In (relatively blinding) light of the recent close calls, accidents, and the interesting “Colorado” or “continental” snowpack that backcountry travelers in the Wastach Mountains are currently entertaining, the Utah Avalanche Center hosted an Advanced Avalanche Skills Workshop in early February. It was designed for advanced snow enthusiasts who sought to realign their avalanche skills with those of their skiing or snowboarding.
To kick things off, the Black Diamond Retail Store hosted a free evening workshop on February 9th, featuring the highly-regarded expertise of (UAC forecaster) Brett Kobernik, (Alta patrolman) Dave Richards, and (skier) Andrew McClean. I arrived 15 minutes early to an empty room, and took my choice of the 50 fold-out chairs. However, with the last-minute arrival of several (hundred) backcountry travelers , the options diminished rapidly.
The evening’s presentations coherently addressed both the underlying, fundamental, and relatively rare issues affecting safe backcountry travel in the Wasatch this season. With a packed house, the discussions centered around high-level skiers and the way in which they should go about riding in the backcountry, given the recent conditions, in order to avoid accidents similar to those that were interpreted. Between the quality presentations and 5 minutes of avalanche footage provided by Dave, everyone left wanting more.
Luckily, the Utah Avalanche Center had planned for just that.
Escaping the day before succumbing to the confines of Valentine’s Day, about 15 shredders played hooky on Monday the 13th in order to listen to UAC forecasters Brett Kobernik, Craig Gordon, and avalanche educator Trent Meisenheimer delve further into the previous Thursday’s conversation.
As a “special topics” class, the course was designed around a simple concept: how to make the most of the winter, given what the Wasatch has–or, more accurately, doesn’t have–this season. Avalanche classes don’t come any more focused on current conditions and events than this. It is an important topic to address in the Wasatch because users here, unlike many other ranges, are not accustom to the current thin, weak, and dangerous snowpack.
Some notable takeaways from the morning classroom session include:
- expert skiers, when venturing into the backcountry, should have expert avalanche knowledge.
- terrain familiarity can’t overshadow a lack of snow familiarity.
- certain terrain choices leave no margin for error.
- currently, only proper terrain choice and patience can keep a user safe in the backcountry.
- terrain choice is the best avalanche mitigation tool.
- “The thing that sucks most about dying doing what you love to do is that you can’t do what you love to do anymore.” – Craig Gordon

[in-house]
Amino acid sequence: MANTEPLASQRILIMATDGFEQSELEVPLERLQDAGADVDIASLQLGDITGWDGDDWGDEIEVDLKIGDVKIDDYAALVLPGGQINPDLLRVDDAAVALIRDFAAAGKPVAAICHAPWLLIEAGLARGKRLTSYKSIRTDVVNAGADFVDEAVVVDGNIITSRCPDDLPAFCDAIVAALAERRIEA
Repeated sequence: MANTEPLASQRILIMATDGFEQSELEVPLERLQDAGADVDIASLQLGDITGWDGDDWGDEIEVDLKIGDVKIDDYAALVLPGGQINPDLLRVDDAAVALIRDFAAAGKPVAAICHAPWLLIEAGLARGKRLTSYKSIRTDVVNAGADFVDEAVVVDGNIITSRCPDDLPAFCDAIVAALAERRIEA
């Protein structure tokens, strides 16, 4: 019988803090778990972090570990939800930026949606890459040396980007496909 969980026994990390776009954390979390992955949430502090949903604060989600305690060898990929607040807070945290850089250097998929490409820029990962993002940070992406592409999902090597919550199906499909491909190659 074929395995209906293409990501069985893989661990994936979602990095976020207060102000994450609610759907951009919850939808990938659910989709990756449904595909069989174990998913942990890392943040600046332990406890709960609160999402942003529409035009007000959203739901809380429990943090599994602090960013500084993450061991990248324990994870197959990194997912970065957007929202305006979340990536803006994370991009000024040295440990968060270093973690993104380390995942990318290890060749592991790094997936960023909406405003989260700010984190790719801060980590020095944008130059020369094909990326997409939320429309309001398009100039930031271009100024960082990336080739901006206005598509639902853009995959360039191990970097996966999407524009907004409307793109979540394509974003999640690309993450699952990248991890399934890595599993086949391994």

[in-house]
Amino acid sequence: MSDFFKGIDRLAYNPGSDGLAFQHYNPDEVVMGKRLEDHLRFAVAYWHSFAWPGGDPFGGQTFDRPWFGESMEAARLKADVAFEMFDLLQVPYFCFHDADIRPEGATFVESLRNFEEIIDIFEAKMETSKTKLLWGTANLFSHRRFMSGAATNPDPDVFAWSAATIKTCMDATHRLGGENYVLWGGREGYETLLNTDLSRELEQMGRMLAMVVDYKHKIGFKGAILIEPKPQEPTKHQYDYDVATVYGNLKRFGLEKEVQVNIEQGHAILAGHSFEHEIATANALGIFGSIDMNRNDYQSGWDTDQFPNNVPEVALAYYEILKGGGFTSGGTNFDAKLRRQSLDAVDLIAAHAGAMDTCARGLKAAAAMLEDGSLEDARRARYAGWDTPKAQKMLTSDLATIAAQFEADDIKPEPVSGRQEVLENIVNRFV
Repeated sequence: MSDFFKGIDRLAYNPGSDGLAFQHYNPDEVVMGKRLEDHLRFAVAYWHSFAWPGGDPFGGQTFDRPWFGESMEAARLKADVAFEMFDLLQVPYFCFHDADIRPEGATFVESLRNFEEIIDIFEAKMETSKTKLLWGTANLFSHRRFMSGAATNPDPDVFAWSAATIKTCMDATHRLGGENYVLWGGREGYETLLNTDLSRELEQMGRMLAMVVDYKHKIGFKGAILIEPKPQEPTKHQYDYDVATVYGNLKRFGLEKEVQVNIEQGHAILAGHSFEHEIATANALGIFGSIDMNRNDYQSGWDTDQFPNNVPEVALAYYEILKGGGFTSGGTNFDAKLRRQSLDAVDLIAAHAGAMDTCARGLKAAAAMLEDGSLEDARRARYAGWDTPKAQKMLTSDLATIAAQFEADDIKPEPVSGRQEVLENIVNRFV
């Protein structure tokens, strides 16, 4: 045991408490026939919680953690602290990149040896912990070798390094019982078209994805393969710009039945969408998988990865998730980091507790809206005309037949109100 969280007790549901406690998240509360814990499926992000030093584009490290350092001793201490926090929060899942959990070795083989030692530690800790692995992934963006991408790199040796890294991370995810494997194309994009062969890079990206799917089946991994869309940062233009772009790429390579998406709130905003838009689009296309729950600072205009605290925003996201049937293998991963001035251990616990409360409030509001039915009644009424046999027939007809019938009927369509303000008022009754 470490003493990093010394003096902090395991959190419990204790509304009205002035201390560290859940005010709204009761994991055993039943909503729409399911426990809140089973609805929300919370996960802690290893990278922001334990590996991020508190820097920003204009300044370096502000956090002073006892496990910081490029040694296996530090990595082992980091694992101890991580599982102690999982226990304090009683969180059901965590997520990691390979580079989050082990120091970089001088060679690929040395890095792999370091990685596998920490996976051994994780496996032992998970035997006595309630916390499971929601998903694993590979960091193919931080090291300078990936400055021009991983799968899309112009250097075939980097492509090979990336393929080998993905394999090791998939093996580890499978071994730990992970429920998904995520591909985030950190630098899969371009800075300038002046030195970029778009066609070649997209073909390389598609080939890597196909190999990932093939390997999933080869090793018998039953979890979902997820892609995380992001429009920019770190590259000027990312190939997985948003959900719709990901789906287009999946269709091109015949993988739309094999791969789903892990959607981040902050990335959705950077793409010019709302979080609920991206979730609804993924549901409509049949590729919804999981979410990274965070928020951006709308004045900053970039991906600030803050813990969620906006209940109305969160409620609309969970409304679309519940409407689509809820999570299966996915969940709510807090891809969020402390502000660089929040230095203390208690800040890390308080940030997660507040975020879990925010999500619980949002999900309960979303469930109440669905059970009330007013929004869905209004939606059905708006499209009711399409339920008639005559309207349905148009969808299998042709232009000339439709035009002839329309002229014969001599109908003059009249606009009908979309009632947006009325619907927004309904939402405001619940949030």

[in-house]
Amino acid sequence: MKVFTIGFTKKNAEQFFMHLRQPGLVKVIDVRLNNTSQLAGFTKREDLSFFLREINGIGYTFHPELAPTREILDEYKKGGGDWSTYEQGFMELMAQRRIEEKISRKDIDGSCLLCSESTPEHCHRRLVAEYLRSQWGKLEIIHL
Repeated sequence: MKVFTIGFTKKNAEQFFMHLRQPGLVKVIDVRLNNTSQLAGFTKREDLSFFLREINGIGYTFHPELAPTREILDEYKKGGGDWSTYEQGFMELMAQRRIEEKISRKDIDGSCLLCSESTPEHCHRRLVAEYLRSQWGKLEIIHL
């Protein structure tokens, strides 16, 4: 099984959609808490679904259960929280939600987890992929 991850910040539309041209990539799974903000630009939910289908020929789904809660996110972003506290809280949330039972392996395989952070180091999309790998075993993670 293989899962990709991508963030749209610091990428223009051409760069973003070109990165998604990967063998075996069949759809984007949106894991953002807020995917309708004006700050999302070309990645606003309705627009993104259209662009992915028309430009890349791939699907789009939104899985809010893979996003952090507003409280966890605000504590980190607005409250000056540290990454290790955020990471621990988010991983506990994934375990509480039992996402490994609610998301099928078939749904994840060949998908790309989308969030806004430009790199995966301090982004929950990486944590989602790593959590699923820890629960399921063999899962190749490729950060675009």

- dangerous, persistent, and unpredictable are 3 of the red flag keywords in an avalanche report.
- standing in the starting zone is not the only time to collect information. take advantage of the climb.
- “In Utah, we’re used to swimming with dolphins. Now, we’re swimming with sharks.” –Craig Gordon
- thin snowpack=weak snowpack=dangerous snowpack.
- Familiarity (with terrain)
- Acceptance (of other, alternative options)
- Commitment (to objective)
- Expert Halo (of recommendations and opinions)
- Scarcity (of resources (snow))
Looking out the meeting room windows, participants were ready to get outside. 10″ of Utah fresh had fallen the previous day, and after dividing participants into 3 groups, each with its own UAC instructor, everyone headed out on one of Monday’s first trams to see what the day’s host, Snowbird, had to offer.
Each group was joined by a Snowbird ski patroller who had a rescue scenario prepared somewhere on the mountain. With fresh snow on the ground, strangers in the group, and various debris in the simulated avalanche path, team members quickly and effectively dug out the victims in the multiple-burial situations with which they were presented.
Following the rescue scenarios, groups ventured into far-reaching corners of the Snowbird periphery in order to really get into the nitty-gritty of the current snowpack. Shovel sheer tests, compression tests, extended column tests, saw propagation tests, and even the elusive “Chugach stomp” (not to be confused with the Thursday evening line dance party at Alaska’s Northern Cowboy Bar) seemed to be the stability and propagation tests of choice. The afternoon went quickly, with participants and instructors regularly pulling the carpet out from underneath 2 meters of heavy snow by simply waking up the deep-lying facets that never seem to sleep. Even the near-surface facets, covered by Sunday’s 10″ of snow, were creating some 1st-quality sheers for the enjoyment (and berating) of those who wish to actually ski something steeper than 25 degrees.
The event would have been impossible without Surface Skis and all of their donated poles, hats, and t-shirts; Paul Diegel of the Friends of the Utah Avalanche Center and all of his hard work to keep the UAC on top; Snowbird Ski Patrol and their big, yellow, buried, “victim” bags; Snowbird and the free mints, water, pens, and notepaper; Black Diamond and the fire-code-obeying basement; the Utah Avalanche Center and each one of its generous sponsors.
And, like that, the Advanced Avalanche Skills Workshop showed up and disappeared, which is exactly what we wish the 8″ layer of sugar that is sitting on the ground would have done…in October.